Frank Batteas, right, presents Bill Brockett with an award for exceptional leadership in the Airborne Sciences program. (Submitted Photo) NASA Airborne Science program officials recently honored Dryden pilot Bill Brockett with an Honor Award for Leadership for his role in providing flight capabilities for the Earth science community for more than 22 years.
"Brockett's leadership skills, calm demeanor and sincere commitment to the goals of the Airborne Science program have established confidence and trust in the researchers, the flight project team and all participants on our campaigns," wrote Bob Curry, director of Dryden's Science Mission Directorate in the nominating letter.
Brockett had no idea he had been nominated for an award even on the day he received it at a briefing for a DC-8 mission.
"I should have been suspicious because my boss, Frank Batteas, had suggested that when we departed on our deployment to Chile, that his wife was going to come by and just take a look at the airplane and see us off and he'd be happy to pick me up and my wife could come too. I never saw it coming. I was completely surprised," Brockett said.
The pilot has always been fascinated by science.
"I'm the kind of guy who if, waiting at the barber shop, is not looking at the fishing magazines. I'm looking for a National Geographic, Popular Science, Popular Mechanics, or Science Today or something like that, which I find more interesting. If I had not become a pilot I probably would have been a scientist," he said.
His knowledge of aircraft and how they can be used for science is invaluable.
"I see their challenges in terms of how the pilot can use the aircraft as a tool to capture their objectives. I want to see them be successful," said Brockett, who has worked on dozens of science mission campaigns and has hundreds of flight hours in science-platform aircraft.
Brockett has worked on numerous science platforms, including 100 missions with NASA's C-141 Kuiper Airborne Observatory, or KAO, the predecessor to the Stratospheric Observatory for Infrared Astronomy, or SOFIA. In fact, Brockett flew the SOFIA during its flights in Waco, Texas, and on many test flights at Dryden, and he intends to pilot additional flight tests and become part of the pilot rotation when the science testbed is fully operational.
He first joined NASA as part of the staff at Ames Research Center, Moffett Field, Calif., in 1987. He flew the KAO until the aircraft's retirement in 1995. Brockett flew C-141 Starlifters for more than 16 years in the U.S. Air Force Reserve, so the assignment fit his experience.
At Ames he also piloted the C-130B, which was used by NASA as an Earth science research platform, and the DC-8. He flew the C-130 in the Air Force and gained experience with the DC-8 during a previous job working for a cargo carrier. The C-130 was used as a platform for scientific experiments and equipment that looked at geology, vulcanology, biology and vegetation studies.
He continued to serve as NASA's senior DC-8 pilot after it began operations from Dryden, during its years based in North Dakota and upon its return to its current home base at the Dryden Aircraft Operations Facility in Palmdale.
Recently, he also has participated in deployments of the G-III involving use of the Uninhabited Air Vehicle Synthetic Aperture Radar, or UAVSAR. The aircraft flies as a surrogate unmanned aircraft system to test the instrument. The DC-8 originally validated and flew an earlier-generation synthetic aperture radar. NASA's Jet Propulsion Laboratory in Pasadena developed both radars. The G-III UAVSAR can fly repeat passes days, months, years or decades apart within five meters of the original track and detect tiny changes, Brockett explained.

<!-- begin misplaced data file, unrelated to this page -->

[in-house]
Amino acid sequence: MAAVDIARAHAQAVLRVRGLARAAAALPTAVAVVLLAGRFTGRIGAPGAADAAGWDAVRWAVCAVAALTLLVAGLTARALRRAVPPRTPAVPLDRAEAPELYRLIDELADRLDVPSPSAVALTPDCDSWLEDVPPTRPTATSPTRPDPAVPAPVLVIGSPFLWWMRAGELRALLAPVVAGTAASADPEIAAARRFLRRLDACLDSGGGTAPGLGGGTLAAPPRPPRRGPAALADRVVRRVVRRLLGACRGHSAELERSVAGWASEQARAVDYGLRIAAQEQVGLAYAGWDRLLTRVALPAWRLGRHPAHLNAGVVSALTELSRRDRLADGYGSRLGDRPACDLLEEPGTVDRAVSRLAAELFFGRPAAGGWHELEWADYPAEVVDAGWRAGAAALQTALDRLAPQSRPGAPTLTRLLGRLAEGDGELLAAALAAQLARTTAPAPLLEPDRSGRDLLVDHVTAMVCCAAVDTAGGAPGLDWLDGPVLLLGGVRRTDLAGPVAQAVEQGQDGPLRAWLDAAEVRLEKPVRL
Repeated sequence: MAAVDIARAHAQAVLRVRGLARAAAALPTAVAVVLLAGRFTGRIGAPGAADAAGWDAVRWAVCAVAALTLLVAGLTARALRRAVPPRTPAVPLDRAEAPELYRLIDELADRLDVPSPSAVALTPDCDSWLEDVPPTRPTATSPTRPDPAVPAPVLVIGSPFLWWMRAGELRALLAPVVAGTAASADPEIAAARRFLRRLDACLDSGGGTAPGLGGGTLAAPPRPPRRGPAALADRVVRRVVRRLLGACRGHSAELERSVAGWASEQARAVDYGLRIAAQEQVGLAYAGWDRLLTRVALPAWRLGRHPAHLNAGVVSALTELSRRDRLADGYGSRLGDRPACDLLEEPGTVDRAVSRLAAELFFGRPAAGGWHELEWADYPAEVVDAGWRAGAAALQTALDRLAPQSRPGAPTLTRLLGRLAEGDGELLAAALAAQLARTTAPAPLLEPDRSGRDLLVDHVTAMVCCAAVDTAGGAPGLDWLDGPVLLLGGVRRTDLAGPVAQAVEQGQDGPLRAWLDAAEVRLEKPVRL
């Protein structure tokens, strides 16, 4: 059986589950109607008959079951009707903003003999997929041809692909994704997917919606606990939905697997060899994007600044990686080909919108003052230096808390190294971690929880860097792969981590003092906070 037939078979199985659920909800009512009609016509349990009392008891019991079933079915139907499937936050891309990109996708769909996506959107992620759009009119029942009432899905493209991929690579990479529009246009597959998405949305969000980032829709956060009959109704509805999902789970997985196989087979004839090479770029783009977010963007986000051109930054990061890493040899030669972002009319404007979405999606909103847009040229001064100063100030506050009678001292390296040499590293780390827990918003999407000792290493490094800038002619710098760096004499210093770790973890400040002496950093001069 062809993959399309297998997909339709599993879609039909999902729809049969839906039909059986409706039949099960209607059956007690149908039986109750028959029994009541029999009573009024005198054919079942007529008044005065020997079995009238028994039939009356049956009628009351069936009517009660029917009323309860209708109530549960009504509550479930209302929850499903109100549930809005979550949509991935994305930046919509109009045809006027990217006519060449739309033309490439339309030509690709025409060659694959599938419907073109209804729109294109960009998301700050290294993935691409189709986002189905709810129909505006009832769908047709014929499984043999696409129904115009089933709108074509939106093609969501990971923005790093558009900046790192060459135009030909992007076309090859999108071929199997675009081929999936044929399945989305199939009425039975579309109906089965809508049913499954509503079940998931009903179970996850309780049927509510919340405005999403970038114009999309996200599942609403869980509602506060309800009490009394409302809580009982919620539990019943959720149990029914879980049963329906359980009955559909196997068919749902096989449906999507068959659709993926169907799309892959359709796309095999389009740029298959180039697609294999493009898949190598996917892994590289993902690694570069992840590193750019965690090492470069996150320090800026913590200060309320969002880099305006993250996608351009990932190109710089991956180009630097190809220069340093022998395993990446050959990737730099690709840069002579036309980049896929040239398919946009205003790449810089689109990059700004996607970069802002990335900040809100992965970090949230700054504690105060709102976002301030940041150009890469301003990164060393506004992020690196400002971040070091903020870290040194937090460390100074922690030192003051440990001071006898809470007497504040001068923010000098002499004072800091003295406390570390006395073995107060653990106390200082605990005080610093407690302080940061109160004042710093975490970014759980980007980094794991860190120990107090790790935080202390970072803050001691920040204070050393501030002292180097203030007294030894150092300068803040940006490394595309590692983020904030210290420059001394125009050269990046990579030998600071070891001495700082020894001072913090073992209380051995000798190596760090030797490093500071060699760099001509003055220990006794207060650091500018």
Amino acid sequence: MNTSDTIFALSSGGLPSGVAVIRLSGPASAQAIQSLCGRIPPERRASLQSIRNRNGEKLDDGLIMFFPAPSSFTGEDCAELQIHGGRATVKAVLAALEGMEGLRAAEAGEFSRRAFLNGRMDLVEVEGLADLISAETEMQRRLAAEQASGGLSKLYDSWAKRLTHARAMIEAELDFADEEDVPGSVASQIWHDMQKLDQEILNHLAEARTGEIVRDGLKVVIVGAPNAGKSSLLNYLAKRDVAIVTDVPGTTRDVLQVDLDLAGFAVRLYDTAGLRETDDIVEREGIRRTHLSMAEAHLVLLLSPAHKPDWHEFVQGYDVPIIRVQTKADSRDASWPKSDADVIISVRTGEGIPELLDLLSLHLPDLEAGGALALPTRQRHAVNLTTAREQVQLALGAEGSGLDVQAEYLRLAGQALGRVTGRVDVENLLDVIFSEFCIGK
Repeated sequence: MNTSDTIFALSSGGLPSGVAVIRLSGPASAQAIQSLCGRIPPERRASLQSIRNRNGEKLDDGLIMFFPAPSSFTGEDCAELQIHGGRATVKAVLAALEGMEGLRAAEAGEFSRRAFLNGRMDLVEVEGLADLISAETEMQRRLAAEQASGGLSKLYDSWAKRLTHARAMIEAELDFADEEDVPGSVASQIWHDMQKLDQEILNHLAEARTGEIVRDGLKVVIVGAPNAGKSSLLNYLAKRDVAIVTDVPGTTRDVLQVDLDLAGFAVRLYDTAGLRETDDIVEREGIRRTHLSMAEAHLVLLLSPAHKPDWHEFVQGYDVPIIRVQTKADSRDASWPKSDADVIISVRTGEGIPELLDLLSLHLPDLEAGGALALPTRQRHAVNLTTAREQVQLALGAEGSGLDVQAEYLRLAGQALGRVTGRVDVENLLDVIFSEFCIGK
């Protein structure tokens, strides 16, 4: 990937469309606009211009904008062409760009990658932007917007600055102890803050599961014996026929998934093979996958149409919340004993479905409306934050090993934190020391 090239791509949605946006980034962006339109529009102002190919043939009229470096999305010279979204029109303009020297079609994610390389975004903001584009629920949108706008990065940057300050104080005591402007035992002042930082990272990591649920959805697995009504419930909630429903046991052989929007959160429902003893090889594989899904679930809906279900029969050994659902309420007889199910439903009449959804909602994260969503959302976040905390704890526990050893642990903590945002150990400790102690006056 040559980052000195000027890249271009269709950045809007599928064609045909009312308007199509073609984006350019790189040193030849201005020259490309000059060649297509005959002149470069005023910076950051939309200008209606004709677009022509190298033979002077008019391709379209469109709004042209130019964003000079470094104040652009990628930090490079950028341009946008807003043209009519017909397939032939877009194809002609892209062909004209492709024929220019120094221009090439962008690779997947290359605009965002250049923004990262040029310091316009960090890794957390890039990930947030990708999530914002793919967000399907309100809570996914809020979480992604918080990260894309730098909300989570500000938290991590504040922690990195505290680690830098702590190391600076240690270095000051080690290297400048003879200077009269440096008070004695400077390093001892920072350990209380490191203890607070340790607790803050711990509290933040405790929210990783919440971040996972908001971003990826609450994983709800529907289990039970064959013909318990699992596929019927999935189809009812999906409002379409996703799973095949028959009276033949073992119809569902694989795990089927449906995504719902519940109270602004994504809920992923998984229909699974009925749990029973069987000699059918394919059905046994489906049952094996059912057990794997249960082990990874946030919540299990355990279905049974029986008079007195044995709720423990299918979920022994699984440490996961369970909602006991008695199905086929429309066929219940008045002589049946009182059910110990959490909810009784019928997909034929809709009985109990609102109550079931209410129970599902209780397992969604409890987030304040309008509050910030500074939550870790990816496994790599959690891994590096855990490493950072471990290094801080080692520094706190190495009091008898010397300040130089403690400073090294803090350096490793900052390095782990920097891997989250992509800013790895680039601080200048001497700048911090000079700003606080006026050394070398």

Six such flights were recently flown from the Big Island of Hawaii and over the chain of islands from Maui to Oahu to observe volcanic regions, coastlines, oceanic processes and land development. Previous missions in the spring of 2009 looked at Greenland and Iceland to gather baseline information with the UAVSAR on glaciers and ice caps, areas that will be over-flown again over time to look for changes.
"I find it fascinating, and having this full access to the scientists who develop instruments to pursue experiments on the frontier of science is a pretty good fringe benefit," Brockett said. "Going to these spectacular places is frosting on the cake."
The flying is meticulous, demanding and requires concentration, and it is not often known what science is achieved during the flight. The biggest challenge for a pilot, Brockett said, is making the call about what to do when things don't go as planned. It is the pilot who can decide whether a mission should be abandoned, or if there is a way - safely - to make everything work out.
One example involved a KAO mission Brockett piloted in which researchers wanted to view Pluto's pass in front of a star - called an occultation - to determine whether the planet had an atmosphere. The mission had been planned for more than two years, but an aircraft mechanical problem discovered just before takeoff nearly kept it from even leaving the ground.
The maintenance crew resolved the problem without having to shut down scientists' instruments, but the challenge caused delays. Strong headwinds that were not in the forecasts also threatened to keep the aircraft from making up the eight minutes lost on the ground. A rare opportunity was in jeopardy. Brockett managed to get the aircraft into position and, unlike with many science flights that require post-flight data analysis to determine whether a mission was a success, celebration broke out in the aircraft as scientists confirmed in real time that Pluto had an atmosphere.
"That was a real thrill," Brockett said.
Regardless of which aircraft Brockett flies, he looks forward to helping map the next chapters in science discovery on the Earth and the heavens.